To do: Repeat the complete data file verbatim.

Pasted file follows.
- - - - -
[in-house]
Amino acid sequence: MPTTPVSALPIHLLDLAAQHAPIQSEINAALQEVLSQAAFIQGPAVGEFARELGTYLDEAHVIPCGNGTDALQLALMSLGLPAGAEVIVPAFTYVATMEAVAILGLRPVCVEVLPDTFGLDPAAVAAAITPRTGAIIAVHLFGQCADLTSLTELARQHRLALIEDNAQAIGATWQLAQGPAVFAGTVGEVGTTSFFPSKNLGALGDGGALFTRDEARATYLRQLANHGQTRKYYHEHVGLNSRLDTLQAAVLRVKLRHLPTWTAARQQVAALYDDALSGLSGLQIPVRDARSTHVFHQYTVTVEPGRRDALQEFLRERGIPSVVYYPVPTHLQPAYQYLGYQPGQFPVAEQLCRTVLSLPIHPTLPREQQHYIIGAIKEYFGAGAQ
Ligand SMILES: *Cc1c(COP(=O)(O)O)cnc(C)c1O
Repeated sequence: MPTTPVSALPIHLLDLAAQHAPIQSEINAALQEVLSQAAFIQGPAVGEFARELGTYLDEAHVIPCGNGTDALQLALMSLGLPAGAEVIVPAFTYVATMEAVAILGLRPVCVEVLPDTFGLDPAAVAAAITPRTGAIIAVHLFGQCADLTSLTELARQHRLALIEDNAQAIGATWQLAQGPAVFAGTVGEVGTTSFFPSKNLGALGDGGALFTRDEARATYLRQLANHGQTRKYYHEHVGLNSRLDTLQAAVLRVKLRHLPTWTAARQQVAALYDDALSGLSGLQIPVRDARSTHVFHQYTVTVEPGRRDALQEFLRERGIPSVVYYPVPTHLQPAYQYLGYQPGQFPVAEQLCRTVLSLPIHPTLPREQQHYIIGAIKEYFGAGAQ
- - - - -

[in-house]
Amino acid sequence: MPTTPVSALPIHLLDLAAQHAPIQSEINAALQEVLSQAAFIQGPAVGEFARELGTYLDEAHVIPCGNGTDALQLALMSLGLPAGAEVIVPAFTYVATMEAVAILGLRPVCVEVLPDTFGLDPAAVAAAITPRTGAIIAVHLFGQCADLTSLTELARQHRLALIEDNAQAIGATWQLAQGPAVFAGTVGEVGTTSFFPSKNLGALGDGGALFTRDEARATYLRQLANHGQTRKYYHEHVGLNSRLDTLQAAVLRVKLRHLPTWTAARQQVAALYDDALSGLSGLQIPVRDARSTHVFHQYTVTVEPGRRDALQEFLRERGIPSVVYYPVPTHLQPAYQYLGYQPGQFPVAEQLCRTVLSLPIHPTLPREQQHYIIGAIKEYFGAGAQ
Ligand SMILES: *Cc1c(COP(=O)(O)O)cnc(C)c1O
Repeated sequence: MPTTPVSALPIHLLDLAAQHAPIQSEINAALQEVLSQAAFIQGPAVGEFARELGTYLDEAHVIPCGNGTDALQLALMSLGLPAGAEVIVPAFTYVATMEAVAILGLRPVCVEVLPDTFGLDPAAVAAAITPRTGAIIAVHLFGQCADLTSLTELARQHRLALIEDNAQAIGATWQLAQGPAVFAGTVGEVGTTSFFPSKNLGALGDGGALFTRDEARATYLRQLANHGQTRKYYHEHVGLNSRLDTLQAAVLRVKLRHLPTWTAARQQVAALYDDALSGLSGLQIPVRDARSTHVFHQYTVTVEPGRRDALQEFLRERGIPSVVYYPVPTHLQPAYQYLGYQPGQFPVAEQLCRTVLSLPIHPTLPREQQHYIIGAIKEYFGAGAQ